Thursday, July 22, 2004


Mud-wrestling: Dyncorp vs. Aegis (Updated)

Information about the government and “business” comes to us in America, not because we have an aggressive press ferretting out truth by relentlessly pursuing those in power, not because the public demands it (or even understands it), not because there is a Freedom of Information Act, and not because the politicians believe that in a democracy the people should be informed.

In America the secrets of government and business have three main routes of egress.

One is official ineptitude. A recent example, though British, was the disclosure of the Heathrow airport counterterrorist plans. These were somehow lost by a police officer and found “flapping by the roadside.” A motorist picked them up and turned them over to a newspaper.

Of course, ineptitude accounts for the government’s contribution, but it has to be paired with a certain fortunate serendipity. The Heathrow papers might just as well have been picked up by a trash clean-up crew and burned. Then no one would have been the wiser.

The second route is through the whistleblowers. This is one of the most important sources of information. Where would we have been during the Vietnam era without Daniel Ellsberg’s release of the Pentagon Papers? And now in the Bush administration we have Richard Clarke, Sibel Edmonds, and Joe Wilson to name but a few.

The third route, however, is the most important. It is the only route in which the participants are actually constrained to reveal the truth. And the lovely part of it is that it is woven into the very fabric of capitalism. It is more reliable than whistleblowing because it does not depend upon individual courage. And it is more constant than official ineptitude because it depends upon greed. I am referring, of course, to the lawsuit.

How many more Jim Ryan’s would be sitting in the halls of Congress, preaching about “family values,” if it were not for the divorce courts? How many more Firestone tires would be on those SUVs, if the families of the victims hadn’t sued Ford, which sued Firestone?

The lawsuit is an instrument of the ruling classes, and because it’s their system, they want it to work.1 They rely on it because otherwise they might have to start killing each other, in which case they would not be able to enjoy the “fruits of their labor.” They would become essentially indistinguishable from the groups we refer to as “organized crime.” Of course, even in the best of society you have your occasional bad apple, but with regard to the courts, most of them “go along to get along.”

At a level below the lawsuit, there is the “formal protest” to some oversight body. In today’s action that body is the Government Accountability Office (GAO),2 the Congress’ auditing firm.

So yesterday comes an article in the Financial Times—“Dyncorp seeks to overturn Iraq contract.”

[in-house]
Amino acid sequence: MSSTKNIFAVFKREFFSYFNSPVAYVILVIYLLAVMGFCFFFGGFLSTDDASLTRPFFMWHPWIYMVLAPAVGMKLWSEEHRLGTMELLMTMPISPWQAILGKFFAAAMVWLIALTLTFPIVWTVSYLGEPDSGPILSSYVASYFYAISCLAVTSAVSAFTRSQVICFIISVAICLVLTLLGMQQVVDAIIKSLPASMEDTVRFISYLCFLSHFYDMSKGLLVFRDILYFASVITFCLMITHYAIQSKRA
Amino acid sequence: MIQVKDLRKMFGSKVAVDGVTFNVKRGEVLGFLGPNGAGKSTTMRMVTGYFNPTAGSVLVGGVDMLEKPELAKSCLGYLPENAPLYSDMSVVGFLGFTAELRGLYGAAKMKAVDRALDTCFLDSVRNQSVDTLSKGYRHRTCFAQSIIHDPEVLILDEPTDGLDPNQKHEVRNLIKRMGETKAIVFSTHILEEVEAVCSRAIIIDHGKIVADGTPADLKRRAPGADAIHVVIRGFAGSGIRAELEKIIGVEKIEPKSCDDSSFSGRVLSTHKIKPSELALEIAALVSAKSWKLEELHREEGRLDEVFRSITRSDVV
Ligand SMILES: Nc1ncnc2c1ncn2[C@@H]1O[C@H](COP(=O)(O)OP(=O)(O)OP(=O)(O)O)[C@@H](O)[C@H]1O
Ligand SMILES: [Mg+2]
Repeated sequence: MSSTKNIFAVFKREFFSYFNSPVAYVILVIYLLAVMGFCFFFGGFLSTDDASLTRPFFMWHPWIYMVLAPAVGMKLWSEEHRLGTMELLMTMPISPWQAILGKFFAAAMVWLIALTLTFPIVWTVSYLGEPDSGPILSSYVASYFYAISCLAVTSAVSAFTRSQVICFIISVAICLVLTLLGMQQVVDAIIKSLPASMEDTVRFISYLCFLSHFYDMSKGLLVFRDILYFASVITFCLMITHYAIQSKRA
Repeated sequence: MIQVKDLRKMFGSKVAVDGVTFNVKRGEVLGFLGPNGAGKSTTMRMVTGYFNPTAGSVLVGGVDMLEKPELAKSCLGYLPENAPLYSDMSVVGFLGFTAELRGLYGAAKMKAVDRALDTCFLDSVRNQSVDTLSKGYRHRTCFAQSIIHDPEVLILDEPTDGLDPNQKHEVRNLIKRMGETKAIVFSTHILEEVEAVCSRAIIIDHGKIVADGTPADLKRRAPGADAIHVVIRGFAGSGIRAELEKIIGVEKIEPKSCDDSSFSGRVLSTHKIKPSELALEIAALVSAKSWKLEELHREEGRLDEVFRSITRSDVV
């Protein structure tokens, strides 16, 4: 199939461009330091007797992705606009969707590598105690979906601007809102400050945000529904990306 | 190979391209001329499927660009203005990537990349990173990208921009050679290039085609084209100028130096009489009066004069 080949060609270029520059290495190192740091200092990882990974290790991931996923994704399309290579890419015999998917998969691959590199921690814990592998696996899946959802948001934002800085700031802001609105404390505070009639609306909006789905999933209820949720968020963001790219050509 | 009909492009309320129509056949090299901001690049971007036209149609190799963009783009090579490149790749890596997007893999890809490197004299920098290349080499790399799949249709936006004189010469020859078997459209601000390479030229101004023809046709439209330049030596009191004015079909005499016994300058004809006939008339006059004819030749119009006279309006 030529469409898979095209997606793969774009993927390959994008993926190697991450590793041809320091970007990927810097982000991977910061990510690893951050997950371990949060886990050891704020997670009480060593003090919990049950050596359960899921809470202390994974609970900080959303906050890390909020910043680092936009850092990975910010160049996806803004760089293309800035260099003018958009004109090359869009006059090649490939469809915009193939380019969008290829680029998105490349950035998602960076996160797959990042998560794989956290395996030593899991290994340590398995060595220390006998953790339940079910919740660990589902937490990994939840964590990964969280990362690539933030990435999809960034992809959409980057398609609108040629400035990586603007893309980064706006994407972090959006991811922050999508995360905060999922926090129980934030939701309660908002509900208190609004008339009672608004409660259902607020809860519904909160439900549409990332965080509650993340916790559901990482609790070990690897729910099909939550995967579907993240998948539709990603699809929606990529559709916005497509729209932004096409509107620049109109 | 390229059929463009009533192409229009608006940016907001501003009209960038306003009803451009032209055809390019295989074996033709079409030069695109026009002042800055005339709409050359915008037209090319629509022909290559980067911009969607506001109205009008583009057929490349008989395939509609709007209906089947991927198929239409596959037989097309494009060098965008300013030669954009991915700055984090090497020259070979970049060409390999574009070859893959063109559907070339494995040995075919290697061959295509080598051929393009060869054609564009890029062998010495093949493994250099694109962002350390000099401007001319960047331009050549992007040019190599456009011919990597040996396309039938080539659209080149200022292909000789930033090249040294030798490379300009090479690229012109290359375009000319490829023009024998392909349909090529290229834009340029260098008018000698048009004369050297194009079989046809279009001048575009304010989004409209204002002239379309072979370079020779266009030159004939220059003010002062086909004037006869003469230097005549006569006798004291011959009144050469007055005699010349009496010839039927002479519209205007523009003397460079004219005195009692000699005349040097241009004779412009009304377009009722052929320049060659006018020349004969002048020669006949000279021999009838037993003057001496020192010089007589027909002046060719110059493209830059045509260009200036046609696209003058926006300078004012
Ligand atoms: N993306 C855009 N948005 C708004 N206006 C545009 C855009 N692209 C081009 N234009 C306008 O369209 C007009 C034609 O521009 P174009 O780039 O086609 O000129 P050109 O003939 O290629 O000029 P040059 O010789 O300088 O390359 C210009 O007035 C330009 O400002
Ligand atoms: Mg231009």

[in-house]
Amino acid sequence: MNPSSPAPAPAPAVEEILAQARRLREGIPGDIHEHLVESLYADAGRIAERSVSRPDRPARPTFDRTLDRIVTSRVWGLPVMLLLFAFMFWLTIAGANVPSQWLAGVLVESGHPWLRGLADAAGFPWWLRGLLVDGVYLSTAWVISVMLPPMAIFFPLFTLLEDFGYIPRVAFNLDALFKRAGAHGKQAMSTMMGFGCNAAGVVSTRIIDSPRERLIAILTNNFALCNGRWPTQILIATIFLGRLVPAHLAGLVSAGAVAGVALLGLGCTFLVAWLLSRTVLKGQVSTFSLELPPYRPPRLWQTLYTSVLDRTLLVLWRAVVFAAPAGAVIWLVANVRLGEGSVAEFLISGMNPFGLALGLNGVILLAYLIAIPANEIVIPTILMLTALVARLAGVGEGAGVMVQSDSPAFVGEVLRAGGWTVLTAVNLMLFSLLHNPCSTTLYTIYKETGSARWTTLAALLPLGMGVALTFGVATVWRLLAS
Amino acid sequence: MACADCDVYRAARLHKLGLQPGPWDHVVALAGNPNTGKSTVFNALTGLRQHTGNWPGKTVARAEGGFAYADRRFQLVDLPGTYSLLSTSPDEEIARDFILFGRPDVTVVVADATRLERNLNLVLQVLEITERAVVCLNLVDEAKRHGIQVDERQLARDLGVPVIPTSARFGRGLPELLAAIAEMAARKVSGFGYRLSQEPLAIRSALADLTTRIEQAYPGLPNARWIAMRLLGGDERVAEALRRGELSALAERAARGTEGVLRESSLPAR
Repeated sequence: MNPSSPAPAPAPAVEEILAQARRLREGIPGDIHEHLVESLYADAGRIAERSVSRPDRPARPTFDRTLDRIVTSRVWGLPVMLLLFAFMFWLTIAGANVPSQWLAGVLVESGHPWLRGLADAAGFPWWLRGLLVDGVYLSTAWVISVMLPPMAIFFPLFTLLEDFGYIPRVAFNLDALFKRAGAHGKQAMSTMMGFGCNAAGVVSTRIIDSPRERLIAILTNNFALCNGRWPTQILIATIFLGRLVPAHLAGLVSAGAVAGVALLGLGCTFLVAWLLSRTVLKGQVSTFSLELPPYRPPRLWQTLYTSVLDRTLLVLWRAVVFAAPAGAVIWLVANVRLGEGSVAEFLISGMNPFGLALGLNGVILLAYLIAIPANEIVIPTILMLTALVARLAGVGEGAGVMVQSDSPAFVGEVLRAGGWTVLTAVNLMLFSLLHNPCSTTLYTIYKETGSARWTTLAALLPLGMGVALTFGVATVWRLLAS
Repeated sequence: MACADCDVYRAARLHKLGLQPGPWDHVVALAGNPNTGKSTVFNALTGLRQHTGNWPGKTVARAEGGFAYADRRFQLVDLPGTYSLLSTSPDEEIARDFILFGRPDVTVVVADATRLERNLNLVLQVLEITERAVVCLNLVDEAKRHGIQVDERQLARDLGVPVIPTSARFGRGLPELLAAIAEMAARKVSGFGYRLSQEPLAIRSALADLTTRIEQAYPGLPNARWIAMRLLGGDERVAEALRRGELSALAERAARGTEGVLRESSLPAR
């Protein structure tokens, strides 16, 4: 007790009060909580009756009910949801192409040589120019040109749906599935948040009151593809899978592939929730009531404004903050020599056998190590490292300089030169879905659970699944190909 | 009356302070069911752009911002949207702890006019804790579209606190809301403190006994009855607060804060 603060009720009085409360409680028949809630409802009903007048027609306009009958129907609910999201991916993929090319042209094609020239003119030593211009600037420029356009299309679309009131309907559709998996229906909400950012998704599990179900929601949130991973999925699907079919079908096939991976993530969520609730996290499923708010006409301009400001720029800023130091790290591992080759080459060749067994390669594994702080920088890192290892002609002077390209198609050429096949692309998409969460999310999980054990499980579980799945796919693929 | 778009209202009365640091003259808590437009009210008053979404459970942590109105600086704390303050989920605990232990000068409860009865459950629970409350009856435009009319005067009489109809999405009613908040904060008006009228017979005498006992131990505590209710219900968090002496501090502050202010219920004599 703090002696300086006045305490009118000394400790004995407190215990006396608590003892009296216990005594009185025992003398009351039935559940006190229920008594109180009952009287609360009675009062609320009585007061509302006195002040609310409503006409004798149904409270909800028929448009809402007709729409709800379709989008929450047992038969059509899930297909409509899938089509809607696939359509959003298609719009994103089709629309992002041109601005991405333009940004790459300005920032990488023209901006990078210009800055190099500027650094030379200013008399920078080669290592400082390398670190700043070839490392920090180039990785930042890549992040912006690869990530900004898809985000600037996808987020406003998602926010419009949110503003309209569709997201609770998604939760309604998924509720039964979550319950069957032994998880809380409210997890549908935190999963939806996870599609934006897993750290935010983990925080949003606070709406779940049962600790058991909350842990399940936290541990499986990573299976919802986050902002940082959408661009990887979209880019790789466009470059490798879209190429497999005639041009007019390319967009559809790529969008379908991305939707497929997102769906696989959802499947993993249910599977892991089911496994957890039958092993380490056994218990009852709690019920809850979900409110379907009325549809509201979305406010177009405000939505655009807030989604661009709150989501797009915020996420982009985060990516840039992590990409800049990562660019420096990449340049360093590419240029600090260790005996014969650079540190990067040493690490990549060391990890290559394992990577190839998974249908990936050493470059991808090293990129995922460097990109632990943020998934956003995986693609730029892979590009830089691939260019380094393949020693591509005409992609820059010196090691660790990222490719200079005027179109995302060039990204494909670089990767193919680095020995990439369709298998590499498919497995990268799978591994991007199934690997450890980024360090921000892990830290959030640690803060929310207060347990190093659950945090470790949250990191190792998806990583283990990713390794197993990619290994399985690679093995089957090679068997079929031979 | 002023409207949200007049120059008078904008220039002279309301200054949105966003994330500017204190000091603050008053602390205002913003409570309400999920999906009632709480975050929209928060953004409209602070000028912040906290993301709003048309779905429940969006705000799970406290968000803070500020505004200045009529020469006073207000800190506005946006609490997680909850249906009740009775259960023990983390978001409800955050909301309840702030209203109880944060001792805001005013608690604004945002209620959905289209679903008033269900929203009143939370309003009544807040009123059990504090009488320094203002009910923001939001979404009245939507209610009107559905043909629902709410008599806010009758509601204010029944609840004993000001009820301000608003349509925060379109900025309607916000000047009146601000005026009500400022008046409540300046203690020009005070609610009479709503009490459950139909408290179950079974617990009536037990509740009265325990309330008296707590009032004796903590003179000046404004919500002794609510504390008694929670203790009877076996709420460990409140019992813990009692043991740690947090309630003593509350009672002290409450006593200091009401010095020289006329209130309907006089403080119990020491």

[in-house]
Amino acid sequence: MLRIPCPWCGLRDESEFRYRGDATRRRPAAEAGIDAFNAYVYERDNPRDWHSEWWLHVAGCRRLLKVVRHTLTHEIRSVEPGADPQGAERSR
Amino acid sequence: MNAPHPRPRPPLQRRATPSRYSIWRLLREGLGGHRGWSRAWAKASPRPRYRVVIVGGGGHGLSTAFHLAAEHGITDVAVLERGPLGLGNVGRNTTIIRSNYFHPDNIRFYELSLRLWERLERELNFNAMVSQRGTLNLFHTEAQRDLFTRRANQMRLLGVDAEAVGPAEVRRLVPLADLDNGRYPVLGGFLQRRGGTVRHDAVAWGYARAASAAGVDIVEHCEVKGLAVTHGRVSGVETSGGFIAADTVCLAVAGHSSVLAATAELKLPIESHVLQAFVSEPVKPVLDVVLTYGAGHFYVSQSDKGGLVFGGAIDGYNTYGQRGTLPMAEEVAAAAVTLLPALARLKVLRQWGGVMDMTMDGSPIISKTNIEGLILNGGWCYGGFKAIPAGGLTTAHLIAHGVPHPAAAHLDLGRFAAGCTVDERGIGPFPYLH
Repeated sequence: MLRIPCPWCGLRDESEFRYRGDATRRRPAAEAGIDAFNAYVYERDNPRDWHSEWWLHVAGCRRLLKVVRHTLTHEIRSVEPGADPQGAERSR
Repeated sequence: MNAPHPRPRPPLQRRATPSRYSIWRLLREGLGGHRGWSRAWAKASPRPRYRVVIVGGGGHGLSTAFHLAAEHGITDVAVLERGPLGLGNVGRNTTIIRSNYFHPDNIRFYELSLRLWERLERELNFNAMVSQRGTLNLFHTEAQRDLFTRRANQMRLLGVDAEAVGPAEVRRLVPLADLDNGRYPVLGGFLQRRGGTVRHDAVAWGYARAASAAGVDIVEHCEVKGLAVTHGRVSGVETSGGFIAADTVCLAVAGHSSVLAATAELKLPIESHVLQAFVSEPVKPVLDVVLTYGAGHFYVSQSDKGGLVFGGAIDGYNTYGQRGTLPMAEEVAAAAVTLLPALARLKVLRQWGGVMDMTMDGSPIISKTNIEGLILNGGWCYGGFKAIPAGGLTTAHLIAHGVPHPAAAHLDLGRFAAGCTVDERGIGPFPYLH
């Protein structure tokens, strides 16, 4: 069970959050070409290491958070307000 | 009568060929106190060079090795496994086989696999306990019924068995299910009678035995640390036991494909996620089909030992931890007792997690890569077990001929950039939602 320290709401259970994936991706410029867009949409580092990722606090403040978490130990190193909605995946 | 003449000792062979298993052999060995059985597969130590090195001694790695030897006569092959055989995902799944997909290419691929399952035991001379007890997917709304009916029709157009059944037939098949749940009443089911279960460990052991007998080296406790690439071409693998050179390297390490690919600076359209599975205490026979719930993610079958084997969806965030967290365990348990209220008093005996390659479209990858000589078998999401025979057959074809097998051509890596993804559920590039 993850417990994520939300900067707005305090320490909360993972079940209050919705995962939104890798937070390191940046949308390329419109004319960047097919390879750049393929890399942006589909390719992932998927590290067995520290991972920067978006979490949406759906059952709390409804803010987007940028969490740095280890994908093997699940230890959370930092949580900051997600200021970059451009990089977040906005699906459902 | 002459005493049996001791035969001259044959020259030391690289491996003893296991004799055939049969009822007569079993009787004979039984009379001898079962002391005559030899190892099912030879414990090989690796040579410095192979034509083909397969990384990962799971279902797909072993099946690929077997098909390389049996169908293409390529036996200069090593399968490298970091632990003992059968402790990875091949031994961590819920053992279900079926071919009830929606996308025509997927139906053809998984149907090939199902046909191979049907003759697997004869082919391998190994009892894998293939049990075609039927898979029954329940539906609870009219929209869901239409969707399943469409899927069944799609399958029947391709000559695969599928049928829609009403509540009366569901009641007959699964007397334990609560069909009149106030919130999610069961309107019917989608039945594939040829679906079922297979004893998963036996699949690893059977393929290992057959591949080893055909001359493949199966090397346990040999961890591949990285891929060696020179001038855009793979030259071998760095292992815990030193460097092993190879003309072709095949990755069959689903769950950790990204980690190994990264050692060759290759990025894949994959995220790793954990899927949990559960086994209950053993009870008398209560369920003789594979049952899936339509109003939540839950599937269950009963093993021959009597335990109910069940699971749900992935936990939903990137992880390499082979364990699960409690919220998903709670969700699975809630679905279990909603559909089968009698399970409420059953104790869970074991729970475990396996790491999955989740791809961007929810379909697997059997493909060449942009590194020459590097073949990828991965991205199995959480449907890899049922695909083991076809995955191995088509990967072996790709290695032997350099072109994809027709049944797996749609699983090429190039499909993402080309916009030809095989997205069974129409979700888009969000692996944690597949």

Assuming a copy of the Financial Times should somehow lodge itself in the hands of the man-on-the-street, this is the sort of headline that makes people wonder who’s going to be on Oprah today. Who, pray, would read it? And isn’t that the intention?

You see, news in the Financial Times, just as in the Wall Street Journal, is not intended for “general consumption.” It’s for the “movers and shakers,” and they know how to read a headline. If the headline had said “Shady arms dealer wins military contract and charges an extra $80 million,” even your average Joe or Jane might read it. Then where would we be?

So what are we talking about here? For some background let’s go to Robert Young Pelton’s article carried by Australia’s Stop the War Coalition:

On May 25, the US Army awarded Lt Col. Tim Spicer and his company Aegis (a tiny London-based holding corporation only incorporated on Sept, 23, 2002) contract #W911S0-04-C-0003, the largest and most important piece of Iraq security business in its history. For almost one third of a billion dollars over three years, Aegis will be in charge of all security for our $18.4 billion in reconstruction projects. They will coordinate all other private security groups and hire a force protection detail of around 600 armed men. But this is just the beginning. Aegis will also coordinate the operations of the 60 other Private Military Companies and their 20,000 men currently in Iraq as well as take charge of new hires, intelligence, prisoners, and oilfield security. A no-risk, cost-plus arrangement of up to $293 million over three years. [emphasis mine]

As for Lt. Col. Spicer, his first real notoriety came in 1998 with the revelation that he had been selling arms to Sierra Leone in contravention of a U.N. embargo. He came under investigation by British Customs, to which he took umbrage, since he claimed he was acting on behalf of the British Foreign Office. This revelation almost brought down Robin Cook, Blair’s Foreign Secretary at the time.